The U.S. intelligence community has long been wary of the security of undersea cables. In a 2017 report, it highlighted the potential vulnerabilities posed by industry consortia responsible for maintaining these cables, noting that they might “present vulnerabilities” and could be “susceptible to threats from insiders.” The integrity of these cables is a critical concern, especially in light of Beijing’s rapid military buildup in the South China Sea and its potential to disrupt or tamper with these vital communication lines.

Safeguarding undersea cables has been a priority for U.S. national-security officials since the Cold War. Today, the focus remains on ensuring that these lines, which carry sensitive data to U.S. military bases and other assets around the globe, are protected from potential espionage and sabotage by adversarial nations. To this end, the U.S. government is funding several Pacific cable projects in collaboration with American internet companies. Google, for instance, has announced a $1 billion investment in new cables and infrastructure in the region.

Efforts to shift responsibility for repairing Asian cables away from Chinese vessels pose significant challenges. With a limited fleet of aging ships capable of performing these repairs, finding alternatives to Chinese-owned assets like SBSS is no easy task. Industry analysts, including Mike Constable, who runs telecom consulting firm Infra-Analytics, point out the complexities involved. “You’ve got a Chinese asset repairing U.S.-invested cables,” Constable said. “No one had really thought about that before.”

The U.S. government’s concerns about Chinese repair ships underscore the complex and critical nature of undersea cable security. As global reliance on these cables grows, ensuring their integrity remains a paramount concern for both commercial and military interests. As Volz and his colleagues at the Wall Street Journal have highlighted, the vulnerabilities of these undersea cables could have far-reaching implications for national security and global communications.

ACZ Editor: The fact that China is hiding these ships means that China considers these to be a weapon. These underseas cables are critically important in a lot of ways. In a conflict with China, they will be incredibly difficult to defend – i.e., they are toast.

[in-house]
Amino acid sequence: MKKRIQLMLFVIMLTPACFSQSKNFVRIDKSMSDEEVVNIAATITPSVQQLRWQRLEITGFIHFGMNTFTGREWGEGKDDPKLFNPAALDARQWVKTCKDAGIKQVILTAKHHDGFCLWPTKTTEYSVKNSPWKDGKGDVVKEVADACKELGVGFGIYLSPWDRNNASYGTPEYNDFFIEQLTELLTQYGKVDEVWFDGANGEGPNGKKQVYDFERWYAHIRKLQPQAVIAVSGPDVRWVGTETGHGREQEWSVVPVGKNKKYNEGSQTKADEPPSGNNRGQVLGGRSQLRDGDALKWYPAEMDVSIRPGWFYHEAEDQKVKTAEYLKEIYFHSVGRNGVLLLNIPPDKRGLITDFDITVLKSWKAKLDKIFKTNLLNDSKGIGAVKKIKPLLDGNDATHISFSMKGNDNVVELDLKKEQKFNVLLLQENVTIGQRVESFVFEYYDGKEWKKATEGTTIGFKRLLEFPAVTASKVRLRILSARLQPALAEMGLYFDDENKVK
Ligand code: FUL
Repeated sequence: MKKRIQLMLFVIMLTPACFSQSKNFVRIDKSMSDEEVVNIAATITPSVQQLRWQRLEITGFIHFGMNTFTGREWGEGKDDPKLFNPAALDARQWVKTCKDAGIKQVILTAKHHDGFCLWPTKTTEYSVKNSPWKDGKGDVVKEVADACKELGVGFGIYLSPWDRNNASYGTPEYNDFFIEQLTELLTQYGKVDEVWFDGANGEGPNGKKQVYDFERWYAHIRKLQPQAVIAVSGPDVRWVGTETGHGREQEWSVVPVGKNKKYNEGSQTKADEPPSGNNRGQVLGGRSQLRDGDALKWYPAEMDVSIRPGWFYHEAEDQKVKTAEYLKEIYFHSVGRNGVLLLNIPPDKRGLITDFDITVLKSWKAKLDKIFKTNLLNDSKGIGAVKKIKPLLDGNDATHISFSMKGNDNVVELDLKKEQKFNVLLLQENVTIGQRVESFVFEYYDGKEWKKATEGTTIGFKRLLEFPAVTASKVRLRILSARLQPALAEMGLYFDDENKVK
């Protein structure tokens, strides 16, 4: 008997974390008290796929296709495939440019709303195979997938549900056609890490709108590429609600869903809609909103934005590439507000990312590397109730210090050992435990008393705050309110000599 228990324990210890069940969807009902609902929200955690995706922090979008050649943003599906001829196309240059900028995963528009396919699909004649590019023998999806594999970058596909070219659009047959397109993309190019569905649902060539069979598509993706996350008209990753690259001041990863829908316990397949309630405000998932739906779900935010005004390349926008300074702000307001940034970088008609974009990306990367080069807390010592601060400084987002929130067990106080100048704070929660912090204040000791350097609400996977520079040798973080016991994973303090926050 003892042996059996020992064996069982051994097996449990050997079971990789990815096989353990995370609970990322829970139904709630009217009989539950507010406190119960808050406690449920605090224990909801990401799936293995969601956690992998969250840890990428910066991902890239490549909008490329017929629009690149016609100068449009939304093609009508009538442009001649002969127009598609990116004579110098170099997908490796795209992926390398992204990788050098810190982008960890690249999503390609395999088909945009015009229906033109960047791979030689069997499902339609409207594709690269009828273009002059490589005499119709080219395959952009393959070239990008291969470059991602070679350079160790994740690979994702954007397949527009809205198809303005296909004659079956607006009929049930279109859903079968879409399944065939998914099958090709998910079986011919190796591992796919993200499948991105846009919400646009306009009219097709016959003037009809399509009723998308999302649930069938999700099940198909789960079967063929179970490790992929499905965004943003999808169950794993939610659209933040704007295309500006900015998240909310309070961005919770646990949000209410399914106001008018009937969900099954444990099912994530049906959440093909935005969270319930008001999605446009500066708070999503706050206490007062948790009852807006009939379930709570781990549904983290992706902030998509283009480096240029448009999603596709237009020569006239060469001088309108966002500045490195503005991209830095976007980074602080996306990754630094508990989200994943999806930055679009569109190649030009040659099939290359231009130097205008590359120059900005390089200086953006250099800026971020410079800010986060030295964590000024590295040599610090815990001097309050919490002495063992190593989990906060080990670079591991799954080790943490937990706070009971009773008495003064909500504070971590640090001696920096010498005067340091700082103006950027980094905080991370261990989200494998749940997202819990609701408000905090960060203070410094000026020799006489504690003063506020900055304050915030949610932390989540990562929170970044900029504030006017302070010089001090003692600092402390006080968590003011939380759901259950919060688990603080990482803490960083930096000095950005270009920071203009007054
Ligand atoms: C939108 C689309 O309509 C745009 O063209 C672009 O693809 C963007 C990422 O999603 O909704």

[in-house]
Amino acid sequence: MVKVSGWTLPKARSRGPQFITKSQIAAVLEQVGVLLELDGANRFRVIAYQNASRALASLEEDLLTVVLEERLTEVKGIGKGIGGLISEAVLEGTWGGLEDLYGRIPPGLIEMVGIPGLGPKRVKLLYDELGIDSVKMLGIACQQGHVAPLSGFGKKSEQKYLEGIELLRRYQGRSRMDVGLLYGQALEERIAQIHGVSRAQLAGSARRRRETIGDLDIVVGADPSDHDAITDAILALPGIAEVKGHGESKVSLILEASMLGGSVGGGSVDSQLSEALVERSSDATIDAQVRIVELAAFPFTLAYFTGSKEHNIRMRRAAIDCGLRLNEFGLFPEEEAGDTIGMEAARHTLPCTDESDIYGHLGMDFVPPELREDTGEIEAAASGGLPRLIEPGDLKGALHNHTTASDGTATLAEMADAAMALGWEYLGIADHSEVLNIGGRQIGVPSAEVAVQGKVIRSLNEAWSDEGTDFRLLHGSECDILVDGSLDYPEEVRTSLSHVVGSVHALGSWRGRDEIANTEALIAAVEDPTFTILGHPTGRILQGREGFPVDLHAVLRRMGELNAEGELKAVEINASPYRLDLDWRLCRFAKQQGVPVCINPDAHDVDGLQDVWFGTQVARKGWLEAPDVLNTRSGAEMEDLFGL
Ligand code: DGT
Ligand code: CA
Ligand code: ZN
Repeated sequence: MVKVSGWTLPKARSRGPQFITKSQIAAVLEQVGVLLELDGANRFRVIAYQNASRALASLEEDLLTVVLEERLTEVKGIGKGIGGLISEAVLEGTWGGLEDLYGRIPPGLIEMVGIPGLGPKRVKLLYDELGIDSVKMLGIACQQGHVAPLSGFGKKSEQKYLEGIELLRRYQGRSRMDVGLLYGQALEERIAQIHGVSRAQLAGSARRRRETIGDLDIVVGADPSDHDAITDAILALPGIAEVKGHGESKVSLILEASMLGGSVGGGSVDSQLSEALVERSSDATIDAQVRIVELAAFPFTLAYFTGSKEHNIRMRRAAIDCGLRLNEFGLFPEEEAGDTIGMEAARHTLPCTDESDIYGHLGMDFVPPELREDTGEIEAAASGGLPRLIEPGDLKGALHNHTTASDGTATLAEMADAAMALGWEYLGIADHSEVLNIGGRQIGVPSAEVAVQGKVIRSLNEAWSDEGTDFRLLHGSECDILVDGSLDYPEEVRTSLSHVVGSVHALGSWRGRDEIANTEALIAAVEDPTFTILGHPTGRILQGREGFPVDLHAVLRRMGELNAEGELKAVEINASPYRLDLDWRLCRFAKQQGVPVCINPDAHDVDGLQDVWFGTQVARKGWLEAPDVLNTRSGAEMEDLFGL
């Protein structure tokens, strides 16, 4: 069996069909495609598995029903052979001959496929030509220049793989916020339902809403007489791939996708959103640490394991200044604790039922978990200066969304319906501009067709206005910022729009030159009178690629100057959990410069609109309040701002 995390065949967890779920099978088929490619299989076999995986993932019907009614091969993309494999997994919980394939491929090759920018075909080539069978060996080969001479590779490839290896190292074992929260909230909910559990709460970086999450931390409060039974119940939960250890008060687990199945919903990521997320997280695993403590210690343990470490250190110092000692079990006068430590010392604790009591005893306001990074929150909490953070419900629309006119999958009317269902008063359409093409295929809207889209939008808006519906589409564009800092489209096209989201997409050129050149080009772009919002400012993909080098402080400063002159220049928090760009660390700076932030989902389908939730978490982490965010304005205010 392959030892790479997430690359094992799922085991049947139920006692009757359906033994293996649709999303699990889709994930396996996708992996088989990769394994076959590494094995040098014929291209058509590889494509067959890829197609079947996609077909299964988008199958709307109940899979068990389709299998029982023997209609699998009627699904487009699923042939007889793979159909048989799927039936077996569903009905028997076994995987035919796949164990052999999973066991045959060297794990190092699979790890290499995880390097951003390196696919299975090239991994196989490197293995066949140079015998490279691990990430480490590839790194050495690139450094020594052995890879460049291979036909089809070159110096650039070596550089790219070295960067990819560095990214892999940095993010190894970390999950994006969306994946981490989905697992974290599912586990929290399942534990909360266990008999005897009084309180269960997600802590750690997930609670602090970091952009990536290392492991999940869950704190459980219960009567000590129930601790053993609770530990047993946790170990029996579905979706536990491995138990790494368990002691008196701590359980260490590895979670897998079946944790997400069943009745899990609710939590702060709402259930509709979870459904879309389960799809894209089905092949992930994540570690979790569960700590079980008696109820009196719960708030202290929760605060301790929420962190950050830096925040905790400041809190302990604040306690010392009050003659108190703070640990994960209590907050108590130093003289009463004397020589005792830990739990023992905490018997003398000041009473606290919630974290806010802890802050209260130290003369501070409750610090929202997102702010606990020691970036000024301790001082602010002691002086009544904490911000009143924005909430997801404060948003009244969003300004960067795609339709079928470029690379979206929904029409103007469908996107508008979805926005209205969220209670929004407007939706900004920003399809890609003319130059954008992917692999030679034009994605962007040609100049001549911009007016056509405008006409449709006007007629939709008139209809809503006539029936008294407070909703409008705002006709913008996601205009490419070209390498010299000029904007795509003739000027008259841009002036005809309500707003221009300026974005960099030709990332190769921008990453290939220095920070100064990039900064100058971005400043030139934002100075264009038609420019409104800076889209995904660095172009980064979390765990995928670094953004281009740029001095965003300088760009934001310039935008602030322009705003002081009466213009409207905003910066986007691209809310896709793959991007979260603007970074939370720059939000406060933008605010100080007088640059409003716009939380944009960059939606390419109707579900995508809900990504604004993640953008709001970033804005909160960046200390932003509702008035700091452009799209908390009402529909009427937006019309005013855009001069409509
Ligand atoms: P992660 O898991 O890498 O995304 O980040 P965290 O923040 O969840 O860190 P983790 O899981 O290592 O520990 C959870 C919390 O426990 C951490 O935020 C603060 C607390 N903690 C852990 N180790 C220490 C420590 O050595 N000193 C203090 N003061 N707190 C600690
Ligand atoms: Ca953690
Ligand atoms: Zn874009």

https://www.wsj.com/politics/national-security/china-internet-cables-repair-ships-93fd6320

Latest articles

AI: Atrocities Denied, Xi Lauded – Google Complicit with Chinese Propaganda Operations

In a disturbing investigation by Wenhao Ma and the Voice of America (VOA) Mandarin...

President Lai: China’s Priority is to Eliminate Taiwan

In a powerful speech at the 100th anniversary of the Whampoa Military Academy, Taiwanese...

Google Takes Down Chinese and Russian Influence Campaigns

Google has taken a strong stand against coordinated influence campaigns designed to manipulate public...

After 3 Years in a Chinese Jail, Cheng Lei’s Comedy Debut: Turning Adversity into Laughter

Cheng Lei, the Australian journalist who spent three years in a Chinese prison, recently...

More like this

AI: Atrocities Denied, Xi Lauded – Google Complicit with Chinese Propaganda Operations

In a disturbing investigation by Wenhao Ma and the Voice of America (VOA) Mandarin...

President Lai: China’s Priority is to Eliminate Taiwan

In a powerful speech at the 100th anniversary of the Whampoa Military Academy, Taiwanese...

Google Takes Down Chinese and Russian Influence Campaigns

Google has taken a strong stand against coordinated influence campaigns designed to manipulate public...